How could we prove the following claim?

The sum of the digits of $k\cdot 999$ is $\ge 27$

I checked $k = 1$ up to $9$. And I found that if it's true of $d$ it's also true of $10\cdot d$.

I also checked many values with a computer, it seems to always be the case. Further we can see that the digit sum must always be a multiple of 9.

I checked how to prove 'casting out nines', but I could not apply the same method here because it's just the digit sum not the digital root. and $27$ is bigger than our base $10$.

  • 1
    $\begingroup$ this is how I prove that the digit sum of factorials diverge to infinity, it gives a lower bound that grows laughably slowly $\endgroup$ – mercio Aug 2 '18 at 15:55

Lemma. Let $n$ be an integer $\ge 1000$. Then there exists a positive integer $m$ such that $m<n$, $n-m$ is a multiple of $999$ and for the decimal digit sums, we have $q(m)\le q(n)$.

Proof. $n$ has a $k$-digit decimal expansion $n=\overline{a_ka_{k-1}\ldots a_1}$ (with $k\ge 4$ and $a_k\ge1$), then $m:=n-999\cdot 10^{k-4}$ is non-negative and has a decimal expansion $m=\overline{b_kb_{k-1}\ldots b_1}$, where $b_j=a_j$ for all $j$ except $$\begin{cases}b_k=a_k-1,b_{k-3}=a_{k-3}+1&\text{if }a_{k-3}<9\\ b_k=a_k-1,b_{k-3}=0, b_{k-2}=a_{k-2}+1&\text{if }a_{k-2}<a_{k-3}=9\\ b_k=a_k-1,b_{k-2}=b_{k-3}=0, b_{k-1}=a_{k-1}+1&\text{if }a_{k-1}<a_{k-2}=a_{k-3}=9\\ b_{k-1}=b_{k-2}=b_{k-3}=0&\text{if }a_{k-1}=a_{k-2}=a_{k-3}=9\\ \end{cases} $$ Then for the digit sum of $m$ we find accordingly $$q(m)=\begin{cases}q(n)\\q(n)-9\\q(n)-18\\q(n)-27\end{cases}\le q(n) $$ Hence if $m>0$, the claim follows. On the other hand, if $m=0$, it follows that $n=999\cdot 10^{k-4}$, $q(n)=27$, and we can take $m=999$. $\square$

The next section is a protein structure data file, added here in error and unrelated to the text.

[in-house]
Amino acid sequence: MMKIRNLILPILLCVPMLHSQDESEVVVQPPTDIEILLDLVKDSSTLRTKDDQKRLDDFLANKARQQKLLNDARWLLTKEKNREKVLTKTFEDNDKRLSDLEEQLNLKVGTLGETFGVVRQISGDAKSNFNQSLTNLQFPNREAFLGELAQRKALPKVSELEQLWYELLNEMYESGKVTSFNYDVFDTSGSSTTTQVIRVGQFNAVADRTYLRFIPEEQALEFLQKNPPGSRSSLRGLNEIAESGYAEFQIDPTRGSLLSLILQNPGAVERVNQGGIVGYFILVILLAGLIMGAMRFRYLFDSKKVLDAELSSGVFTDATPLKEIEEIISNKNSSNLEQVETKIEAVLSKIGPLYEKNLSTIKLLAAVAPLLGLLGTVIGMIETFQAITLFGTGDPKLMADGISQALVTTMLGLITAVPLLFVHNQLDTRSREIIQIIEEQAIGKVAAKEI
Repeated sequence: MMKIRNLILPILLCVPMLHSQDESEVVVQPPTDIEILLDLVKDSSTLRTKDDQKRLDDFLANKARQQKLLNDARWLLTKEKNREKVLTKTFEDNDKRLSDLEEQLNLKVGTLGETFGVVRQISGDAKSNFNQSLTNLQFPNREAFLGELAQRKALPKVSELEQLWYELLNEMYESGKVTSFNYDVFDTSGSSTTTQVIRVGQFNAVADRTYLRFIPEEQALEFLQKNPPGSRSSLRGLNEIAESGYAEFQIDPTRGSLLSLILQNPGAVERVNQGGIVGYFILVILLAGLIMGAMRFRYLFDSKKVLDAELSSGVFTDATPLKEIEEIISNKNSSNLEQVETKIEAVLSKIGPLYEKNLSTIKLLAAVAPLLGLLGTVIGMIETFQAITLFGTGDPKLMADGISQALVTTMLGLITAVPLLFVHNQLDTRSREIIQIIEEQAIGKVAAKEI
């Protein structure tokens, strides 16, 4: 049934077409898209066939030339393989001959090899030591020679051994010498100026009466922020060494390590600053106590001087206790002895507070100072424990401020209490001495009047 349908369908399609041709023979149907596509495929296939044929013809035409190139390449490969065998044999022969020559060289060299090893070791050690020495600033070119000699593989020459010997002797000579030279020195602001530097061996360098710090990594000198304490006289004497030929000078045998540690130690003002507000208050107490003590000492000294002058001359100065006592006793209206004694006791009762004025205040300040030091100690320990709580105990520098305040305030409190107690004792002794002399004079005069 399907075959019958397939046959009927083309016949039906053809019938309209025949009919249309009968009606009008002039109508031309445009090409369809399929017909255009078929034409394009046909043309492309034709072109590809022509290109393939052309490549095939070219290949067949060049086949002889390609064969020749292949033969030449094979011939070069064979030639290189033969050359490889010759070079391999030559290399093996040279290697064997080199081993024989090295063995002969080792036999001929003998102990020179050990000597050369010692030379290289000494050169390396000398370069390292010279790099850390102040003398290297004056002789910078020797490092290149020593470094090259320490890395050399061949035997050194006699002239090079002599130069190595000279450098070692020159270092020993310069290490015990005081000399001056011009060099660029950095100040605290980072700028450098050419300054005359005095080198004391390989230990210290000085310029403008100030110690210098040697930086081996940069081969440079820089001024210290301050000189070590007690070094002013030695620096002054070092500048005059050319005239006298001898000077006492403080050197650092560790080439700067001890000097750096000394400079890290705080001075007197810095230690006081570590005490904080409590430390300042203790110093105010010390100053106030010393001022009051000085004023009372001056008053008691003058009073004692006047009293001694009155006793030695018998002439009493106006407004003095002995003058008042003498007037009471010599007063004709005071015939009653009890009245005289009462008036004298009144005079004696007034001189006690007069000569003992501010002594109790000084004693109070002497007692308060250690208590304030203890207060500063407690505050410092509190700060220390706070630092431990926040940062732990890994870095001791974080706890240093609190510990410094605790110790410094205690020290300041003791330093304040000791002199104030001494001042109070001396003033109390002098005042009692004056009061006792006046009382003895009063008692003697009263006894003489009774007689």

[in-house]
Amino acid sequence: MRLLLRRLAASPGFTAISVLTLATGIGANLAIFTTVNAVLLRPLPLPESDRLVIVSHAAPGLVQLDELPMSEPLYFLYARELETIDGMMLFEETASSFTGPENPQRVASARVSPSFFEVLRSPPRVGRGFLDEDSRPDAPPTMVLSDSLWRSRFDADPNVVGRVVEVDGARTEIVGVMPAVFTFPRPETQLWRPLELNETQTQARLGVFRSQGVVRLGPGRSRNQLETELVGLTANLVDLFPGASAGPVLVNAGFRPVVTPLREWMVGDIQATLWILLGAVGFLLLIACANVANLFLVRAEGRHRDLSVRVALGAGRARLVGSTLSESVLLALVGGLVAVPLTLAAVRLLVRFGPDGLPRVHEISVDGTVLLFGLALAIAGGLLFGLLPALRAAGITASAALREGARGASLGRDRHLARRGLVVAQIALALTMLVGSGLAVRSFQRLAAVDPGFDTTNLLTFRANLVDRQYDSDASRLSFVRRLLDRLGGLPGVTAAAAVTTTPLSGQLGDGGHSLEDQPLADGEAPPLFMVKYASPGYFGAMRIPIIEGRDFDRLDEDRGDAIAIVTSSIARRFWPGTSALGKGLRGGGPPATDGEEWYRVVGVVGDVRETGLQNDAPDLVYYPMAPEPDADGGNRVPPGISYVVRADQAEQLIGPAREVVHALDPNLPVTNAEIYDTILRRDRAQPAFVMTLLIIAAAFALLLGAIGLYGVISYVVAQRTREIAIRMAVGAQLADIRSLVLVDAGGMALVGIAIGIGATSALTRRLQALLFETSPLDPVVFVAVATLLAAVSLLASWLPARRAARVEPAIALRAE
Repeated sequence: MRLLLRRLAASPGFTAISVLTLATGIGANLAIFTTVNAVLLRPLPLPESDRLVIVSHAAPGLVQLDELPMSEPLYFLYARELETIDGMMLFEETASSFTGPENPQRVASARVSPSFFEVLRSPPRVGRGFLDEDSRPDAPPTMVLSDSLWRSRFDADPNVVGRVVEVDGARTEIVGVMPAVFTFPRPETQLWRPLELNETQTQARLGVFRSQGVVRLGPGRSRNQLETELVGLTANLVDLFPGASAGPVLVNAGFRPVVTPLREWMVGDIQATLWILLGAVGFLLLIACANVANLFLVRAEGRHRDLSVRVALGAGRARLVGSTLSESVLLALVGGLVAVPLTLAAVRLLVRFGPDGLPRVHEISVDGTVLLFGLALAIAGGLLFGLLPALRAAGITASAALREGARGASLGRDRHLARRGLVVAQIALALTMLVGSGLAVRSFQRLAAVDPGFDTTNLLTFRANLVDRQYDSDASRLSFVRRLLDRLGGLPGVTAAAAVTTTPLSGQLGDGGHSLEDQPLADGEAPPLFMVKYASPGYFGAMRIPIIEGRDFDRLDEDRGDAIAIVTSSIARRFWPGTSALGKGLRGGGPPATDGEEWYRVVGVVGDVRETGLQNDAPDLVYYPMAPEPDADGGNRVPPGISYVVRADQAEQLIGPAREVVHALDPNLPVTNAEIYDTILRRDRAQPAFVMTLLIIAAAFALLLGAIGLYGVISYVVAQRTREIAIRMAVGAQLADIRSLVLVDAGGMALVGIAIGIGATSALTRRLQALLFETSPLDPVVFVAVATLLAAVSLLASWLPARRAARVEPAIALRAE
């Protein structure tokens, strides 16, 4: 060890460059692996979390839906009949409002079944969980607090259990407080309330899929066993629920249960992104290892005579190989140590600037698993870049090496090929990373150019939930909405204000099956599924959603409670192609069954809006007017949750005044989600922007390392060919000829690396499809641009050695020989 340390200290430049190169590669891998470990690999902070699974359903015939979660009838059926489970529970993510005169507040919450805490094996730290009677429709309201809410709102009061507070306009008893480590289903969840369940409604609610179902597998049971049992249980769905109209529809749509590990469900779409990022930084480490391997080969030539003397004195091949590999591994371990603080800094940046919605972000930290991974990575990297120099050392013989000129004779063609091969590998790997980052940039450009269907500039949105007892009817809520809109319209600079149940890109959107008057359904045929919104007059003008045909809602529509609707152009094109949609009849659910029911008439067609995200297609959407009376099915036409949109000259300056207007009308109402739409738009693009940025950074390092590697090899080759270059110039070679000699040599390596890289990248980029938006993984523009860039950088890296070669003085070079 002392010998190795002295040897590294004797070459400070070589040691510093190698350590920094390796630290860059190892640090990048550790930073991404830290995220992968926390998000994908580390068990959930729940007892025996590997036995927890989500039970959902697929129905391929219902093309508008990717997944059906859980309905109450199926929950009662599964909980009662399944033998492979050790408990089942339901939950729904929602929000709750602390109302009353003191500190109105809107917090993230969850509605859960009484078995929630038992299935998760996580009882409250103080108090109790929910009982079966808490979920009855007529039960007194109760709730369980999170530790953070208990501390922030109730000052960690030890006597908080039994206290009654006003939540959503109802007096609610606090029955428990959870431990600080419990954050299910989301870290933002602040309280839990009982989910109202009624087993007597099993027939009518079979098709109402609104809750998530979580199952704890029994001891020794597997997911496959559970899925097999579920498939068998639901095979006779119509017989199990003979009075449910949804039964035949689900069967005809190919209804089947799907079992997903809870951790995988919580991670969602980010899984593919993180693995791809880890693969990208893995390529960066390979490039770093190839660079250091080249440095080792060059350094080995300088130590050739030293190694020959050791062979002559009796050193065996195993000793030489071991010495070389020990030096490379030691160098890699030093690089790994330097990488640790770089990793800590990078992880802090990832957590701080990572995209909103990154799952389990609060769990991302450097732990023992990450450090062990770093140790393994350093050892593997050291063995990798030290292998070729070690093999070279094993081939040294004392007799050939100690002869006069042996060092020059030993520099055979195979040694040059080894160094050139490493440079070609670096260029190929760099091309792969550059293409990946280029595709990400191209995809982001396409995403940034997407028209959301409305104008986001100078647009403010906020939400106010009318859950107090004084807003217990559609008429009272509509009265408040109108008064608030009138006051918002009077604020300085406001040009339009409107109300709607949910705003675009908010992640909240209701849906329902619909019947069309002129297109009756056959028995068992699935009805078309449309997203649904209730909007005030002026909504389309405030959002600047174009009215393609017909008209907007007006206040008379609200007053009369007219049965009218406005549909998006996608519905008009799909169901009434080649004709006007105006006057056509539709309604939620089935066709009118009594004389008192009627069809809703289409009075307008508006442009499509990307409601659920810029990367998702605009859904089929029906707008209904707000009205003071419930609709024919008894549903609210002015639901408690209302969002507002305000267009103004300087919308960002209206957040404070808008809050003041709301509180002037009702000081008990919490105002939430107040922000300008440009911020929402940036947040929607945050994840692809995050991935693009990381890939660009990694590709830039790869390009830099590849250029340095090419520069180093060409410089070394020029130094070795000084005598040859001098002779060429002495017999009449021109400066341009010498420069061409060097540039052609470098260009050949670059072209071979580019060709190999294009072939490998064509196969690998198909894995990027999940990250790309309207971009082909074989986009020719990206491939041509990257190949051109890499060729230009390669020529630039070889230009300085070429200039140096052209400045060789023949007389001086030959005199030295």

Corollary. If $n$ is a positive multiple of $999$, then $q(n)\ge 27$.

Proof. By the lemma, the set of positive multiples of $999$ with digit sum $<27$ has no smallest element. $\square$

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    $\begingroup$ $m$ is by construction always positive no? ($999\cdot 10^{k-4}$ only has $k-1$ digits, not $k$). $\endgroup$ – WimC Aug 1 '18 at 16:27

Let us consider some examples, all steps in the argumentation are then also applied on the examples: